Strength characterization of suspended single-wall carbon nanotube ropes
Ericson, Lars Martin
Master of Science
Carbon nanotubes are expected to have incredible mechanical properties. Before they can be used intelligently in engineering applications, the capabilities and limitations of these properties must be well understood. This research measured the strain-to-failure of single-wall carbon nanotubes (SWNTs) by elastically straining suspended SWNT ropes using an atomic force microscope in lateral force mode. The ropes experienced multiple scanning cycles at high strains with no plastic deformation. The nanotube ropes were observed to strain as elastic strings, instead of as stiff beams. A maximum strain of 5.9 +/- 0.9% was observed, which led to a lower bound on the yield strength of 45 +/- 7 GPa for single-wall carbon nanotubes. These results are the first experimental evidence that supports the theoretical strain-to-failure of 5% for SWNTs. This research helps to establish single-wall nanotubes as a structural material by further quantifying their mechanical properties.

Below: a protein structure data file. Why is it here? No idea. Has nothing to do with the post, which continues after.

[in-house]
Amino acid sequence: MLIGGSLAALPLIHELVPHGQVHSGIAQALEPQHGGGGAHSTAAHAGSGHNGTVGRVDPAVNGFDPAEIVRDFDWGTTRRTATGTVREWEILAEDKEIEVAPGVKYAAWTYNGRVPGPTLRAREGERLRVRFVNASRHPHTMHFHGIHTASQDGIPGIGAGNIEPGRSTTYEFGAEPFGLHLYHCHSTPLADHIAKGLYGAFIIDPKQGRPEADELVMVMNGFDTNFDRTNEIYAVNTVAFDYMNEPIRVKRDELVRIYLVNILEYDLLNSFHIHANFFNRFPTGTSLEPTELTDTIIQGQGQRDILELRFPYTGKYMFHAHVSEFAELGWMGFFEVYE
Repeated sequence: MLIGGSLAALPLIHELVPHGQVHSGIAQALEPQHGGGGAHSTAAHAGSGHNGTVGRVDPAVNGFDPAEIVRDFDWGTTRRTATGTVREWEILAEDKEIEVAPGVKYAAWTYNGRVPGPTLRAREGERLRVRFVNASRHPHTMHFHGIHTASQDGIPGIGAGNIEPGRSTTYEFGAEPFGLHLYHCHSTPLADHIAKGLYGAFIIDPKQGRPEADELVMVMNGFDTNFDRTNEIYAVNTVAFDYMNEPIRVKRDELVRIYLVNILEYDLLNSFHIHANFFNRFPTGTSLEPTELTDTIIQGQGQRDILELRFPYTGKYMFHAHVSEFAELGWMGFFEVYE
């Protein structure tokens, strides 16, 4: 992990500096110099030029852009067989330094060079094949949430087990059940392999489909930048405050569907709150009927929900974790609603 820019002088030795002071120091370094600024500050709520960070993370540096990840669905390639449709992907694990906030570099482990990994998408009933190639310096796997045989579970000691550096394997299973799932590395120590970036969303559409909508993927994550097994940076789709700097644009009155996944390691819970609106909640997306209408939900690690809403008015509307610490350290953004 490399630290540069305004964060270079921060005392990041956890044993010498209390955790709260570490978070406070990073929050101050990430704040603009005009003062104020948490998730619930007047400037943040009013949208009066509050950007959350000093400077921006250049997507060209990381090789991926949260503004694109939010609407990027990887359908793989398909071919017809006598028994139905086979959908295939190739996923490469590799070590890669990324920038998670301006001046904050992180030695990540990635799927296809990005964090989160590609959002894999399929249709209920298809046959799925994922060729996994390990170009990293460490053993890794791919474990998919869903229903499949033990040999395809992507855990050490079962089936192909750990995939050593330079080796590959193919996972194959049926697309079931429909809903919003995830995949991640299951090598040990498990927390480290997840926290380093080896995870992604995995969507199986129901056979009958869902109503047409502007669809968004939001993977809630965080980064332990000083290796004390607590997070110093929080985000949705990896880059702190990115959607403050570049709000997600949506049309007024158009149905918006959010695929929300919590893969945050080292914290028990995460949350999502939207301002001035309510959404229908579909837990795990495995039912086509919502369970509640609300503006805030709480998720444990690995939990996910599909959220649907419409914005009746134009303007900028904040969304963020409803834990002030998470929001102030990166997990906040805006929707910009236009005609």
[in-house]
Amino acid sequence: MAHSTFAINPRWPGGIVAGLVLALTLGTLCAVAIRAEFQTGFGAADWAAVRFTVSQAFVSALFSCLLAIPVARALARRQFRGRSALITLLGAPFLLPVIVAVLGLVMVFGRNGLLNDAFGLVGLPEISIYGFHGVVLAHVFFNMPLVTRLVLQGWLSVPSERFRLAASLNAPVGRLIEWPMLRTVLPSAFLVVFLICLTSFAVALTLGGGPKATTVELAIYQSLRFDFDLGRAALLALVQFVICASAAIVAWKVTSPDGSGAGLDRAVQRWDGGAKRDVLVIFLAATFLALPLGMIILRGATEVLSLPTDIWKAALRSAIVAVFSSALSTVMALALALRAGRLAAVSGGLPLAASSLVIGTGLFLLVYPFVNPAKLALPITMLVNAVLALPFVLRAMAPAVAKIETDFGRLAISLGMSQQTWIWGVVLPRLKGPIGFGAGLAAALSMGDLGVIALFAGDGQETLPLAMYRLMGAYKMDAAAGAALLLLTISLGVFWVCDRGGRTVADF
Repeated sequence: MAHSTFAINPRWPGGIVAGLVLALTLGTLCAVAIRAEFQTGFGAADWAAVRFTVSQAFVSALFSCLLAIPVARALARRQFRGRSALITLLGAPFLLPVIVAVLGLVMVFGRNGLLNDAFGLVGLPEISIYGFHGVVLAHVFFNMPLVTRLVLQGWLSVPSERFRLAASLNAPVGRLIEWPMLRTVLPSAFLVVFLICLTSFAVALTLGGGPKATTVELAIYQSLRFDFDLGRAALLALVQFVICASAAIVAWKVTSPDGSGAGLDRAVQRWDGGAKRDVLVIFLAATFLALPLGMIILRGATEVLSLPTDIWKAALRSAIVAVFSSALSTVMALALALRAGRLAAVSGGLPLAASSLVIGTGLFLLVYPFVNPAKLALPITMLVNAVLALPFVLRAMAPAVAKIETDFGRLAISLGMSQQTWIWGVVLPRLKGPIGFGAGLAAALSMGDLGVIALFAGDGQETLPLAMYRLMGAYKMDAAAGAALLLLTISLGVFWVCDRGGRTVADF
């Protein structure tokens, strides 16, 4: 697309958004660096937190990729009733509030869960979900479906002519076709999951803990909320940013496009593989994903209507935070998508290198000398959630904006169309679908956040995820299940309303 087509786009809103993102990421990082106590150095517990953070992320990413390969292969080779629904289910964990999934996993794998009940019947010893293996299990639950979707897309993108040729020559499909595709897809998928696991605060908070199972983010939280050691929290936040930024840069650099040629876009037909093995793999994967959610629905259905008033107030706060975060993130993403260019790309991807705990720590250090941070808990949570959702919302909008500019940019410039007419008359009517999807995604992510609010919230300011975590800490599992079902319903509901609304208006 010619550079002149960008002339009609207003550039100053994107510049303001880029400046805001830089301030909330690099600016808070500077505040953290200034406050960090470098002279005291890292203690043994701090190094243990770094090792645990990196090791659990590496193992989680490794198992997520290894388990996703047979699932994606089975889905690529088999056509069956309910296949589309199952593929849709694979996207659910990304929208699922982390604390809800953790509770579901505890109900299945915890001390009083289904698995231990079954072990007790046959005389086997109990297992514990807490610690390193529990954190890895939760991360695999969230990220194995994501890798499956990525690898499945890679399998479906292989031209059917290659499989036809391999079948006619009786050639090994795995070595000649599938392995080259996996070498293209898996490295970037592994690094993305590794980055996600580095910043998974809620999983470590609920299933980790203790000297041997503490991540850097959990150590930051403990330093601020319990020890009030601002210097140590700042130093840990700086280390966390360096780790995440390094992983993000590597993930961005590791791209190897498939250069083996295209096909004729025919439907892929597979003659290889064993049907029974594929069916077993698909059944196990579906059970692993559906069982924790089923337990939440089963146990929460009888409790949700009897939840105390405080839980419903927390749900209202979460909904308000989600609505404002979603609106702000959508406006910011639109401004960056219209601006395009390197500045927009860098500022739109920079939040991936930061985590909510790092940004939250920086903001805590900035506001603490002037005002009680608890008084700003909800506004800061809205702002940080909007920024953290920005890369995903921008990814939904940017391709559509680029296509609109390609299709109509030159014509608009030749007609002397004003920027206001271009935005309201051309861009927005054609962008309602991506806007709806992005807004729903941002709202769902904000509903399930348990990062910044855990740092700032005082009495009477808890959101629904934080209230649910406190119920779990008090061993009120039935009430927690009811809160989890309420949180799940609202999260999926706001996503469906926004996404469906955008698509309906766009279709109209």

Condensed matter physics; Engineering; Materials science